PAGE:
Boston Women's Journal - August/September 2006

The Marathon I Never Trained For

In my life and work I’ve certainly had my share of difficult medical and emotional challenges to deal with, as have we all. But for the first time I am in the process of going through two marathon medical, emotional, and spiritual experiences in my family at the same time. By the time this goes to print they may both be entering the next stage, but for now I speak from the “Heartbreak Hill” part of the run.

My father died two weeks ago at 80 years of age after a very long illness. My 85 year old mother kept him home to the end against all of our advice, but staying true to her own heart (she was right). The stress of his end of life time and extreme mental and physical demands, literally made her very sick and strained the family’s emotional resources and patience to the limit. Two weeks before my father's death, my 48 year old brother, a type one diabetic who has been resistant to treatment or disease management for 20 years, suffered a series of heart attacks and strokes and remains in a vegetative state at a New York hospital on life support systems. He has been there six weeks as of this writing, and has been resuscitated 18 times. He is married with two teenage boys.

What am I learning from this experience that can be helpful to readers and to my clients? My scenario becomes more common as medical science is able to prolong life well past the limits of our imagination. Whether this is right or wrong may be a subject for another article, but for now let’s just accept the fact of it. I am writing this with the hope that some of my observations can help others understand how to deal with an intense long term crisis and how to treat others in this type of situation. How do you deal with this kind of experience and stay sane, and how do you treat those around you going through something like this?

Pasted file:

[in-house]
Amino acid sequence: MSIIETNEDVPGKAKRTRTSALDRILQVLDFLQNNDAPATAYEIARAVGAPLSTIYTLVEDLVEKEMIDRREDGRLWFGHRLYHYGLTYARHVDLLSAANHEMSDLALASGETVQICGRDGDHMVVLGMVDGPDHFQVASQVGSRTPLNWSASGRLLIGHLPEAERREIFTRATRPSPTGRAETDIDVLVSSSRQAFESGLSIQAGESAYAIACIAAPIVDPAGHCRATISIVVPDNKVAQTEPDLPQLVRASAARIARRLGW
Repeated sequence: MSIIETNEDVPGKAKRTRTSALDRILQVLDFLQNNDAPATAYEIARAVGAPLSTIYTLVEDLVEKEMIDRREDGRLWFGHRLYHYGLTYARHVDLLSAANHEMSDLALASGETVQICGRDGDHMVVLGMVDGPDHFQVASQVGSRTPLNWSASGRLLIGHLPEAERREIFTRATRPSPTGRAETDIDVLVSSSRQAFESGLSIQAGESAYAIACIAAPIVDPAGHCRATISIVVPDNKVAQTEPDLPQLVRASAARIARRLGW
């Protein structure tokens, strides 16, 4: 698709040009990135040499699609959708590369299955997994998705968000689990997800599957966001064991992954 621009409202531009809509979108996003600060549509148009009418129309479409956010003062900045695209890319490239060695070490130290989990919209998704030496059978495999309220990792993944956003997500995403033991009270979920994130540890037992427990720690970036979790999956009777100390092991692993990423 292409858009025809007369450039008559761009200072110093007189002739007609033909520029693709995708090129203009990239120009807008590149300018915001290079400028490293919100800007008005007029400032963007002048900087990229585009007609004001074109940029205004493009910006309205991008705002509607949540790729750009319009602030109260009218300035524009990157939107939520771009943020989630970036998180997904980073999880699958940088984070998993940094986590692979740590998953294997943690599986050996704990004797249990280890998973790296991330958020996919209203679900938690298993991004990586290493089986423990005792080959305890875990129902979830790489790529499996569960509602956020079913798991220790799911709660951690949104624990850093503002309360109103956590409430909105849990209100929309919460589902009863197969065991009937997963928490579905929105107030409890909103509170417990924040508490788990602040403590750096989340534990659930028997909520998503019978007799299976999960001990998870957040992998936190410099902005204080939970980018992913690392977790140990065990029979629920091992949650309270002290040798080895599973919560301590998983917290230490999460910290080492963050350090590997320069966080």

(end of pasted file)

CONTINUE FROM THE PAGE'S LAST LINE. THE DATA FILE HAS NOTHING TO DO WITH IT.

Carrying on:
For the helpers: One thing everyone will need is patience for strange behaviors and unexplained emotional outbursts. I broke into tears over the furnace coming on yesterday, the proverbial straw that broke this camel’s composure. Long marathon family illnesses like Alzheimer's, and heart disease, and really any chronic illness require caring for the care givers as much as the patient. Cook a meal and bring it over, visit, cry with someone. Give spiritual help.

Do whatever you can to give space to the person dealing with all the family calls, life managing decisions on a daily basis, and just plain holding their job. Help with errands. Get that suit from the cleaners.

Don’t stop calling after a few days or weeks, marathons require support from friends or family over the long haul. You are not a bother. Especially as the weeks go by the support becomes more vital. Listen, just listen, to the same story over and over. Distract, take someone to a dumb movie or to get a pedicure.

Take the kids to a baseball game, remember that they often get ignored in a crisis and need attention too. They have feelings about what is going on, and the more adults who tune in to their feelings the better able they will be to cope with the situation.

For the person dealing with the crisis: Take the help, don’t be proud, you would do the same for them. Let people take care of you, it helps them feel supportive and useful.

Let family and children, cousins and spouses take some of the heat. Ask them to visit the ill person so you can get a haircut, let them do the airport pickups. I never knew I had such great cousins until I needed them. They set up a “Brigade” to transport my mom on hospital visits.

Lean on the ones who can be leaned on. Cry, shout, and pray. Get therapy and a support group if you need it. Tell people at work what’s going on so that if you drop a ball or two they know why. The slack they give you today will serve them well sometime. One thing I know for sure in life is “what goes around, comes around.”

Remember that life won’t always be like this. I went to Vermont to stay with some Buddhist friends this past weekend and heard some moose mating calls. As an urbanite I thought at first they were fog horns. What an amazing experience that among my personal pain a bunch of moose were having a serious frat party! Life is all around us, regardless of our little world of pain and illness.

Special thanks to all in my life who have been there without reservation for me.


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